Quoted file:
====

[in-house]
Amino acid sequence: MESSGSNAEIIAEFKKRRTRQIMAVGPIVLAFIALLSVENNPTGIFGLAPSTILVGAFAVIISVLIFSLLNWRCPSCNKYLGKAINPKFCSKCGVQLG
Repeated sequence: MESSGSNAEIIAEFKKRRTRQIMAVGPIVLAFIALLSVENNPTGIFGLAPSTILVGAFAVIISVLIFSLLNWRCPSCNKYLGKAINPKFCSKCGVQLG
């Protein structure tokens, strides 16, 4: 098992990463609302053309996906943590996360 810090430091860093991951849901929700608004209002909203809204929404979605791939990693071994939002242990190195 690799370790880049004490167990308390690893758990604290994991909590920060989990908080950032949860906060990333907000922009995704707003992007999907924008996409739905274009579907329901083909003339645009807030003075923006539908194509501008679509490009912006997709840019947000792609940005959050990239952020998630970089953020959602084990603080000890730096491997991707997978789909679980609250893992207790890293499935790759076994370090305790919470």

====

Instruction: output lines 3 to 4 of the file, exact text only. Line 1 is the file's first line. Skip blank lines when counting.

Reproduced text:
Repeated sequence: MESSGSNAEIIAEFKKRRTRQIMAVGPIVLAFIALLSVENNPTGIFGLAPSTILVGAFAVIISVLIFSLLNWRCPSCNKYLGKAINPKFCSKCGVQLG
């Protein structure tokens, strides 16, 4: 098992990463609302053309996906943590996360 810090430091860093991951849901929700608004209002909203809204929404979605791939990693071994939002242990190195 690799370790880049004490167990308390690893758990604290994991909590920060989990908080950032949860906060990333907000922009995704707003992007999907924008996409739905274009579907329901083909003339645009807030003075923006539908194509501008679509490009912006997709840019947000792609940005959050990239952020998630970089953020959602084990603080000890730096491997991707997978789909679980609250893992207790890293499935790759076994370090305790919470």